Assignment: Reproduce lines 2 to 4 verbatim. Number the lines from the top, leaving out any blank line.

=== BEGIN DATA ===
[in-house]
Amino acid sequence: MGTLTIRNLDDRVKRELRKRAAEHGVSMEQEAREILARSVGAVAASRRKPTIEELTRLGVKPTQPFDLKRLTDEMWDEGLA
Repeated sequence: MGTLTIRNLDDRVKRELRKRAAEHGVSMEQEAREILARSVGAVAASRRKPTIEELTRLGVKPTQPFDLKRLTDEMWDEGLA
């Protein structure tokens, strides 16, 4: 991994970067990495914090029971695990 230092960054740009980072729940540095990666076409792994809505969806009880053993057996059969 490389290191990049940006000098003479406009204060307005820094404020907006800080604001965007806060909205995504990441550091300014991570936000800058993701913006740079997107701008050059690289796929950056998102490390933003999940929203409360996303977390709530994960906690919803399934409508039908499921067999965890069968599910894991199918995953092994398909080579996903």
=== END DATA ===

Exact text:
Amino acid sequence: MGTLTIRNLDDRVKRELRKRAAEHGVSMEQEAREILARSVGAVAASRRKPTIEELTRLGVKPTQPFDLKRLTDEMWDEGLA
Repeated sequence: MGTLTIRNLDDRVKRELRKRAAEHGVSMEQEAREILARSVGAVAASRRKPTIEELTRLGVKPTQPFDLKRLTDEMWDEGLA
């Protein structure tokens, strides 16, 4: 991994970067990495914090029971695990 230092960054740009980072729940540095990666076409792994809505969806009880053993057996059969 490389290191990049940006000098003479406009204060307005820094404020907006800080604001965007806060909205995504990441550091300014991570936000800058993701913006740079997107701008050059690289796929950056998102490390933003999940929203409360996303977390709530994960906690919803399934409508039908499921067999965890069968599910894991199918995953092994398909080579996903």